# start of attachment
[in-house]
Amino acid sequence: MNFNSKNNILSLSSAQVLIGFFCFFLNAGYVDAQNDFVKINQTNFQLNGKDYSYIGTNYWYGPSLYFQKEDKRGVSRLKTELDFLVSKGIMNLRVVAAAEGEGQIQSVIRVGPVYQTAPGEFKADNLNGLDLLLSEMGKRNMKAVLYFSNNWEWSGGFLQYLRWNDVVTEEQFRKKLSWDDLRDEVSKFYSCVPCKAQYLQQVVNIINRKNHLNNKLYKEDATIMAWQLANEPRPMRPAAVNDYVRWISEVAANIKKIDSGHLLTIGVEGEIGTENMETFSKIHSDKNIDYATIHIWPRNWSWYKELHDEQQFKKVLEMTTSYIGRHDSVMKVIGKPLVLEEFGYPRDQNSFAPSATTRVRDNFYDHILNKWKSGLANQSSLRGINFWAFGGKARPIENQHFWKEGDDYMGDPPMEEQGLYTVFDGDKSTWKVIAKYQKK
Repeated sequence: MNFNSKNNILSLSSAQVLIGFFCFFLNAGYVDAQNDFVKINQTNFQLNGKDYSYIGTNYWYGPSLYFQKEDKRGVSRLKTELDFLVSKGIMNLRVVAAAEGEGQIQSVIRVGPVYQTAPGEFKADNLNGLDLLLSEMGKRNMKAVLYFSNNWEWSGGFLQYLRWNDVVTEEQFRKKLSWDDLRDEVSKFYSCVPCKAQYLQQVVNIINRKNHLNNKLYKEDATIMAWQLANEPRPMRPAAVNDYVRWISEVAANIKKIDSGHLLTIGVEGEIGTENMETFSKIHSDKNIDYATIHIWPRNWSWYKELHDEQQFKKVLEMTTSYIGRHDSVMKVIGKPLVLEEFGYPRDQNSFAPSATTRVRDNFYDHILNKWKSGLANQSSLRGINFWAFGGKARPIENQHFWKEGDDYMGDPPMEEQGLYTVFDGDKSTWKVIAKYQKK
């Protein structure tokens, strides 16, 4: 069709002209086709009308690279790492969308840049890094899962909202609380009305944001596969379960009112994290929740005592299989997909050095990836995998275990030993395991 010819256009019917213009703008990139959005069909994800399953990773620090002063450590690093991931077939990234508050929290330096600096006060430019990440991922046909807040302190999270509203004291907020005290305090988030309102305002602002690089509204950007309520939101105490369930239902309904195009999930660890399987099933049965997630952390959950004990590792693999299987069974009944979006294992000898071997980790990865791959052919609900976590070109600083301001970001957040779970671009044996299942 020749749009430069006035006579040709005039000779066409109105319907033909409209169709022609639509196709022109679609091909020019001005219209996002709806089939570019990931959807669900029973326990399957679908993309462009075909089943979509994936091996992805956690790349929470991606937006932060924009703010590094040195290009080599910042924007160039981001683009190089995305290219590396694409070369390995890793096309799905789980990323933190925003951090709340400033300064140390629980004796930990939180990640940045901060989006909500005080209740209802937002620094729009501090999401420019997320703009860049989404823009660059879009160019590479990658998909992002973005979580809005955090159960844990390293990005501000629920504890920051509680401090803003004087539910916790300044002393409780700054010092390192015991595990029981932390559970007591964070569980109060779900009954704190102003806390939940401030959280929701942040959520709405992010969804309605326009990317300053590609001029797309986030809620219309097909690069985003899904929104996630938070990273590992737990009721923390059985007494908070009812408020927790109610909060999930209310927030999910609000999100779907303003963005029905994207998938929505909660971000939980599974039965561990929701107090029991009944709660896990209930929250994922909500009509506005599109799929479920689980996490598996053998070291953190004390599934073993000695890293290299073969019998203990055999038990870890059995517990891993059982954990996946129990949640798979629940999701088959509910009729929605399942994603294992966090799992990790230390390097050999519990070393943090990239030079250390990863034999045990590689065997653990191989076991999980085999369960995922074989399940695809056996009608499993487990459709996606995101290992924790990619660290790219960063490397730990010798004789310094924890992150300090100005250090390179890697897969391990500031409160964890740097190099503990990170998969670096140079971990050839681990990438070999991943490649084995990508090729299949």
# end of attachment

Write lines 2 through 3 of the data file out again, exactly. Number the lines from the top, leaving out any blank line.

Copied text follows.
Amino acid sequence: MNFNSKNNILSLSSAQVLIGFFCFFLNAGYVDAQNDFVKINQTNFQLNGKDYSYIGTNYWYGPSLYFQKEDKRGVSRLKTELDFLVSKGIMNLRVVAAAEGEGQIQSVIRVGPVYQTAPGEFKADNLNGLDLLLSEMGKRNMKAVLYFSNNWEWSGGFLQYLRWNDVVTEEQFRKKLSWDDLRDEVSKFYSCVPCKAQYLQQVVNIINRKNHLNNKLYKEDATIMAWQLANEPRPMRPAAVNDYVRWISEVAANIKKIDSGHLLTIGVEGEIGTENMETFSKIHSDKNIDYATIHIWPRNWSWYKELHDEQQFKKVLEMTTSYIGRHDSVMKVIGKPLVLEEFGYPRDQNSFAPSATTRVRDNFYDHILNKWKSGLANQSSLRGINFWAFGGKARPIENQHFWKEGDDYMGDPPMEEQGLYTVFDGDKSTWKVIAKYQKK
Repeated sequence: MNFNSKNNILSLSSAQVLIGFFCFFLNAGYVDAQNDFVKINQTNFQLNGKDYSYIGTNYWYGPSLYFQKEDKRGVSRLKTELDFLVSKGIMNLRVVAAAEGEGQIQSVIRVGPVYQTAPGEFKADNLNGLDLLLSEMGKRNMKAVLYFSNNWEWSGGFLQYLRWNDVVTEEQFRKKLSWDDLRDEVSKFYSCVPCKAQYLQQVVNIINRKNHLNNKLYKEDATIMAWQLANEPRPMRPAAVNDYVRWISEVAANIKKIDSGHLLTIGVEGEIGTENMETFSKIHSDKNIDYATIHIWPRNWSWYKELHDEQQFKKVLEMTTSYIGRHDSVMKVIGKPLVLEEFGYPRDQNSFAPSATTRVRDNFYDHILNKWKSGLANQSSLRGINFWAFGGKARPIENQHFWKEGDDYMGDPPMEEQGLYTVFDGDKSTWKVIAKYQKK